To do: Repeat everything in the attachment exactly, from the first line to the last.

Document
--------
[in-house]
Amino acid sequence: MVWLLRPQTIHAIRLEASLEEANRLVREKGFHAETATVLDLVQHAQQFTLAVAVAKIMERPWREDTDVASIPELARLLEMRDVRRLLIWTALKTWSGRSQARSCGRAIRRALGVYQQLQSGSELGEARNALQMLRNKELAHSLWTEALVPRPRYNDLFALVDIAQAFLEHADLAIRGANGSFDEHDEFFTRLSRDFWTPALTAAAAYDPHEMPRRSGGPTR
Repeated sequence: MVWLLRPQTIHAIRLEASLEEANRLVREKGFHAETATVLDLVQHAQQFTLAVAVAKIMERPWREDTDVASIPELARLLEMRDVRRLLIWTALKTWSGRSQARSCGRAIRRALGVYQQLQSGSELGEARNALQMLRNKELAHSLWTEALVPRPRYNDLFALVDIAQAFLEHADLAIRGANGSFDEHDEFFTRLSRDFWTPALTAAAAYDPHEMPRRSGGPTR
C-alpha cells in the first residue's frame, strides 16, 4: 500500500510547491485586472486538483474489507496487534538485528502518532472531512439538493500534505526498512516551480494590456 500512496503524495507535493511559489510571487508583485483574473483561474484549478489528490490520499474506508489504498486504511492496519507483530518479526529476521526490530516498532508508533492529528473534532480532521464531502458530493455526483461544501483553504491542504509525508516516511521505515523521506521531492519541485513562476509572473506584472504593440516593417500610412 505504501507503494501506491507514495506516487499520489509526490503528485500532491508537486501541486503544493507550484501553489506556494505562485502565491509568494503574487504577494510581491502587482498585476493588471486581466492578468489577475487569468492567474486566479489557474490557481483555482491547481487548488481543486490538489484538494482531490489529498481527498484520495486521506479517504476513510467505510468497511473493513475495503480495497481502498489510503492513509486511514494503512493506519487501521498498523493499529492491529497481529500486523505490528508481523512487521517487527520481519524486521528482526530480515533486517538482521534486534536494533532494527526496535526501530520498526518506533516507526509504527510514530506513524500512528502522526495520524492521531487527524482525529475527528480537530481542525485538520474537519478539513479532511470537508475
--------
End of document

[in-house]
Amino acid sequence: MVWLLRPQTIHAIRLEASLEEANRLVREKGFHAETATVLDLVQHAQQFTLAVAVAKIMERPWREDTDVASIPELARLLEMRDVRRLLIWTALKTWSGRSQARSCGRAIRRALGVYQQLQSGSELGEARNALQMLRNKELAHSLWTEALVPRPRYNDLFALVDIAQAFLEHADLAIRGANGSFDEHDEFFTRLSRDFWTPALTAAAAYDPHEMPRRSGGPTR
Repeated sequence: MVWLLRPQTIHAIRLEASLEEANRLVREKGFHAETATVLDLVQHAQQFTLAVAVAKIMERPWREDTDVASIPELARLLEMRDVRRLLIWTALKTWSGRSQARSCGRAIRRALGVYQQLQSGSELGEARNALQMLRNKELAHSLWTEALVPRPRYNDLFALVDIAQAFLEHADLAIRGANGSFDEHDEFFTRLSRDFWTPALTAAAAYDPHEMPRRSGGPTR
C-alpha cells in the first residue's frame, strides 16, 4: 500500500510547491485586472486538483474489507496487534538485528502518532472531512439538493500534505526498512516551480494590456 500512496503524495507535493511559489510571487508583485483574473483561474484549478489528490490520499474506508489504498486504511492496519507483530518479526529476521526490530516498532508508533492529528473534532480532521464531502458530493455526483461544501483553504491542504509525508516516511521505515523521506521531492519541485513562476509572473506584472504593440516593417500610412 505504501507503494501506491507514495506516487499520489509526490503528485500532491508537486501541486503544493507550484501553489506556494505562485502565491509568494503574487504577494510581491502587482498585476493588471486581466492578468489577475487569468492567474486566479489557474490557481483555482491547481487548488481543486490538489484538494482531490489529498481527498484520495486521506479517504476513510467505510468497511473493513475495503480495497481502498489510503492513509486511514494503512493506519487501521498498523493499529492491529497481529500486523505490528508481523512487521517487527520481519524486521528482526530480515533486517538482521534486534536494533532494527526496535526501530520498526518506533516507526509504527510514530506513524500512528502522526495520524492521531487527524482525529475527528480537530481542525485538520474537519478539513479532511470537508475